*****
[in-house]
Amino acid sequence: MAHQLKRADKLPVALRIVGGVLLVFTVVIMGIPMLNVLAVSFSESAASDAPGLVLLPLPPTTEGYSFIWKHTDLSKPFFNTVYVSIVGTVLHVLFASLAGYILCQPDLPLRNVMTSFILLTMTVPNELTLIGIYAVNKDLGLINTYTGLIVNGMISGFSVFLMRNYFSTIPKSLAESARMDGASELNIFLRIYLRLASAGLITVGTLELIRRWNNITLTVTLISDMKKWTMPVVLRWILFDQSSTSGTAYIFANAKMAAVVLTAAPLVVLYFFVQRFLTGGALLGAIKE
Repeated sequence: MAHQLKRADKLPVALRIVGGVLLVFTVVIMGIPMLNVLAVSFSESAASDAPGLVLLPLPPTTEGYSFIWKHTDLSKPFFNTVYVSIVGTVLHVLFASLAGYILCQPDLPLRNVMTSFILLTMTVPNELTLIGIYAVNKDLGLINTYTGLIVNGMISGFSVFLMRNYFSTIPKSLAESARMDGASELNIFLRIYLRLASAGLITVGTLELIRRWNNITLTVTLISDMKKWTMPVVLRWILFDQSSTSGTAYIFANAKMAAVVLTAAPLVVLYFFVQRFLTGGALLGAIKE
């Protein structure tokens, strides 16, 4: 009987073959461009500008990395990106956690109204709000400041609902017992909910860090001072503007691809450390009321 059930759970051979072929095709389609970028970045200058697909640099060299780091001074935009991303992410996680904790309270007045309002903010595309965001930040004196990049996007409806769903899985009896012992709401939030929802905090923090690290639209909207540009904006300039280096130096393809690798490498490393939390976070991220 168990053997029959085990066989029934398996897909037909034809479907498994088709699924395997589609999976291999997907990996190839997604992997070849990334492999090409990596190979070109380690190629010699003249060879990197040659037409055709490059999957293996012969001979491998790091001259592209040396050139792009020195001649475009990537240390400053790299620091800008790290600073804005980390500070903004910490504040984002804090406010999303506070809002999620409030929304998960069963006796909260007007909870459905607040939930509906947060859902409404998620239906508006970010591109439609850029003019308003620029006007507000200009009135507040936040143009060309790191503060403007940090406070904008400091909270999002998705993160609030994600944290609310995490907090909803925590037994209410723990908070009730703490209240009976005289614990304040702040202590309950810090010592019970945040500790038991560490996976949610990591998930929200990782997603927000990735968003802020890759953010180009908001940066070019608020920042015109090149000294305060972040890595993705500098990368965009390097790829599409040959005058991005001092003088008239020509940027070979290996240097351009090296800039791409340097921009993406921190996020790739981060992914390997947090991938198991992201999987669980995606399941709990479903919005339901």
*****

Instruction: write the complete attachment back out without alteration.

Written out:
[in-house]
Amino acid sequence: MAHQLKRADKLPVALRIVGGVLLVFTVVIMGIPMLNVLAVSFSESAASDAPGLVLLPLPPTTEGYSFIWKHTDLSKPFFNTVYVSIVGTVLHVLFASLAGYILCQPDLPLRNVMTSFILLTMTVPNELTLIGIYAVNKDLGLINTYTGLIVNGMISGFSVFLMRNYFSTIPKSLAESARMDGASELNIFLRIYLRLASAGLITVGTLELIRRWNNITLTVTLISDMKKWTMPVVLRWILFDQSSTSGTAYIFANAKMAAVVLTAAPLVVLYFFVQRFLTGGALLGAIKE
Repeated sequence: MAHQLKRADKLPVALRIVGGVLLVFTVVIMGIPMLNVLAVSFSESAASDAPGLVLLPLPPTTEGYSFIWKHTDLSKPFFNTVYVSIVGTVLHVLFASLAGYILCQPDLPLRNVMTSFILLTMTVPNELTLIGIYAVNKDLGLINTYTGLIVNGMISGFSVFLMRNYFSTIPKSLAESARMDGASELNIFLRIYLRLASAGLITVGTLELIRRWNNITLTVTLISDMKKWTMPVVLRWILFDQSSTSGTAYIFANAKMAAVVLTAAPLVVLYFFVQRFLTGGALLGAIKE
């Protein structure tokens, strides 16, 4: 009987073959461009500008990395990106956690109204709000400041609902017992909910860090001072503007691809450390009321 059930759970051979072929095709389609970028970045200058697909640099060299780091001074935009991303992410996680904790309270007045309002903010595309965001930040004196990049996007409806769903899985009896012992709401939030929802905090923090690290639209909207540009904006300039280096130096393809690798490498490393939390976070991220 168990053997029959085990066989029934398996897909037909034809479907498994088709699924395997589609999976291999997907990996190839997604992997070849990334492999090409990596190979070109380690190629010699003249060879990197040659037409055709490059999957293996012969001979491998790091001259592209040396050139792009020195001649475009990537240390400053790299620091800008790290600073804005980390500070903004910490504040984002804090406010999303506070809002999620409030929304998960069963006796909260007007909870459905607040939930509906947060859902409404998620239906508006970010591109439609850029003019308003620029006007507000200009009135507040936040143009060309790191503060403007940090406070904008400091909270999002998705993160609030994600944290609310995490907090909803925590037994209410723990908070009730703490209240009976005289614990304040702040202590309950810090010592019970945040500790038991560490996976949610990591998930929200990782997603927000990735968003802020890759953010180009908001940066070019608020920042015109090149000294305060972040890595993705500098990368965009390097790829599409040959005058991005001092003088008239020509940027070979290996240097351009090296800039791409340097921009993406921190996020790739981060992914390997947090991938198991992201999987669980995606399941709990479903919005339901």